Two main weather headlines during the long-term period will be 1)
the potential for additional showers and thunderstorms on Saturday
and 2) the increasing prospects of very warm to hot and humid
conditions during the early to middle parts of next week.

Additional Showers And Thunderstorms Possible Saturday:

We start off the extended on Saturday where synoptically an H500
closed low will be situated to our south/southwest (over
Appalachia/Mid-Atlantic), a double-barreled occluding low will also
be situated to our southwest (over the Ohio Valley into the Mid-
Atlantic), and another surface low pressure area to our northeast
over southeastern Quebec/Maine. An associated cold front connecting
these surface low pressure systems will be approaching from the
west. At this time stamp, there`s still some uncertainty in where
exactly the cold front will be located, but it will be somewhere in
the vicinity of our cwa. Positive vorticity advection (PVA) near the
right entrance region of a 250 mb jet, the aforementioned cold
frontal boundary coupled with some surface based heating could aid
in the development of showers and thunderstorms over the area on
Saturday. Thunderstorms will be conditional on how much surface
heating and lift we get. SBCAPE/MUCAPE values between 500-1000 J/kg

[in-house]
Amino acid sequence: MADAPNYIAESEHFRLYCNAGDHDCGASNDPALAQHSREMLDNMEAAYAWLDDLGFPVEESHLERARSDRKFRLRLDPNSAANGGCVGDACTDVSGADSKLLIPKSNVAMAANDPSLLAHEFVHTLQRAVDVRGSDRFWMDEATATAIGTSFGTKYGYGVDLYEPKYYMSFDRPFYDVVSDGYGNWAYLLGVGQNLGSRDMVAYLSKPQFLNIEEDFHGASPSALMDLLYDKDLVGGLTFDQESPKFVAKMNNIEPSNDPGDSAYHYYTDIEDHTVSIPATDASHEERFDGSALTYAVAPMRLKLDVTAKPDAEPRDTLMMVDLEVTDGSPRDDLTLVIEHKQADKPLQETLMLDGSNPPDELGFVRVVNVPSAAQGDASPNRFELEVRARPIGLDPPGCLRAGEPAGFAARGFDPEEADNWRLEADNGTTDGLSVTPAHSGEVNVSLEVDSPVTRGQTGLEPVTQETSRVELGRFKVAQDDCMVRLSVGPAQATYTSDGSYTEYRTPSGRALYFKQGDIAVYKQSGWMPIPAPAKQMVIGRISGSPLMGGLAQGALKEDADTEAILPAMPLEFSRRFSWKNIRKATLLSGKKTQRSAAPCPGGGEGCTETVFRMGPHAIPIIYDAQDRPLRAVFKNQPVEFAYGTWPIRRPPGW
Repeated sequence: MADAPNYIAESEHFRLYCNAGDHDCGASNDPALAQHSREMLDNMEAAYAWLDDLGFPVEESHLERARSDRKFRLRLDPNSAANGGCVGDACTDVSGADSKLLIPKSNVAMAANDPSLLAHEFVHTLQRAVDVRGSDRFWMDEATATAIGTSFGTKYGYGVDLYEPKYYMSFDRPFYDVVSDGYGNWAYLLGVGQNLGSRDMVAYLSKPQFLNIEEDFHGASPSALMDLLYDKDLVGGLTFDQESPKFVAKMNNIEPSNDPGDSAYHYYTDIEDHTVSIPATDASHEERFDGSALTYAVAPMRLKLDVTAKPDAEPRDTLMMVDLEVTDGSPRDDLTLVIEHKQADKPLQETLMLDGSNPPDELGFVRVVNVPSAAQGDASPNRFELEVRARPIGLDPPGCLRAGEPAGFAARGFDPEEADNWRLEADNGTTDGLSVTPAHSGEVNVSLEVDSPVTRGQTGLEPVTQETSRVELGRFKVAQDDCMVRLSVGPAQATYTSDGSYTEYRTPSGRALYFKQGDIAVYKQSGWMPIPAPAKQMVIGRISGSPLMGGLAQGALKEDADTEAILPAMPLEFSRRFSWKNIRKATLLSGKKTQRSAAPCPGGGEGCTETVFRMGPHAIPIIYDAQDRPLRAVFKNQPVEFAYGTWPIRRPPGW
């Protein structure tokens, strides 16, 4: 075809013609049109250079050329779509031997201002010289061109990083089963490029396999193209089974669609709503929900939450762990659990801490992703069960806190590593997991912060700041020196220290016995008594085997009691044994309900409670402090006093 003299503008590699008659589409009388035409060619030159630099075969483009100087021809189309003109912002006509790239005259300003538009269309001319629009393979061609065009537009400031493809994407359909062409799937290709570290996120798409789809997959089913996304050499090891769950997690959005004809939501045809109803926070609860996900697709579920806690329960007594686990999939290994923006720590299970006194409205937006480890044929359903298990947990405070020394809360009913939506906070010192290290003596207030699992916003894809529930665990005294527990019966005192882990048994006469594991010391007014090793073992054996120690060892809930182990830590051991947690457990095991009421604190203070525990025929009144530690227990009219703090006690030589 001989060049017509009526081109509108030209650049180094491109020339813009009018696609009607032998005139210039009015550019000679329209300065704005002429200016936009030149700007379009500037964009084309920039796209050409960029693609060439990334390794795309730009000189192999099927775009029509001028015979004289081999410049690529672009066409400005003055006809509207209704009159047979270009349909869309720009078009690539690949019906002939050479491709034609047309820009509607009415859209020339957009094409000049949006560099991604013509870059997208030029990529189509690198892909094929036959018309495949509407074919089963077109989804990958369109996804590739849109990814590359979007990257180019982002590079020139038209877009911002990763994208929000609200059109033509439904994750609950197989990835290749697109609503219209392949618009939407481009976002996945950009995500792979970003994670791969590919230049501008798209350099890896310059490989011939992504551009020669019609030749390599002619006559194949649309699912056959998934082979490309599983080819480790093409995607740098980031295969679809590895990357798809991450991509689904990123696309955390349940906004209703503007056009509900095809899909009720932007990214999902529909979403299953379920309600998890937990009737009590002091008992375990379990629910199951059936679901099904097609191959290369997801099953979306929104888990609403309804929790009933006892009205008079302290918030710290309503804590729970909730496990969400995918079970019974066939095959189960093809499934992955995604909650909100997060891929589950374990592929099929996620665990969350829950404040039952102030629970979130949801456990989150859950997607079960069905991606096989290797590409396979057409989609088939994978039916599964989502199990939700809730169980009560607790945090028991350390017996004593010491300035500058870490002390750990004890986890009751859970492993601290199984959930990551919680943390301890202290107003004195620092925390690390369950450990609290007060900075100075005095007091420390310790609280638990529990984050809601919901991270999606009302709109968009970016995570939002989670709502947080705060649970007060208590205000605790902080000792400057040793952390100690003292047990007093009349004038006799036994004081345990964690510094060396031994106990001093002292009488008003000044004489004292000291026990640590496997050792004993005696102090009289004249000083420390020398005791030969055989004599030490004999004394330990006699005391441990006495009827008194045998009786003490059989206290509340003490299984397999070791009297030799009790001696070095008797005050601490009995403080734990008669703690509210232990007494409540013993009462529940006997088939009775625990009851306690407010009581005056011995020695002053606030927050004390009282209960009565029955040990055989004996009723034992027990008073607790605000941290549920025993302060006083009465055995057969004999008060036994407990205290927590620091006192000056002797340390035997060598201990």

and MLCAPE values up to 500 J/kg would support thunder too with the
greatest confidence being southeast of Albany. The cold fropa should
take place Saturday evening with precipitation winding down or
shifting east of our area.

Very Warm To Hot And Humid Weather Conditions Monday-Wednesday:

Beyond Saturday, global forecast models and ensembles (GEFS/ECE/CMC)
continue to advertise a summertime-like pattern emerging over the
eastern half of the country. This summertime-like pattern will
feature a strong mid-upper ridge developing over the Southeastern
CONUS between Memorial Day and Wednesday of next week. During this
time period (Monday-Wednesday), a 591dm H500 core is progged to be
established over the Southeast U.S. This will support the return of
very warm to hot and humid conditions over eastern New York and
western new England. Given the magnitude of this ridge, 850 mb temps
between 13-16C on Monday, and 15-20C Tuesday and Wednesday will
translate to surface temperatures in the mid 80s on Monday and upper
80s to lower 90s Tuesday and Wednesday, respectively. Dewpoints will
be in the upper 50s to near 60F on Monday, and low to mid 60s
Tuesday and Wednesday. Strong capping and location of the
jetstream/baroclinic zone will keep dry weather in place Sunday
through Wednesday.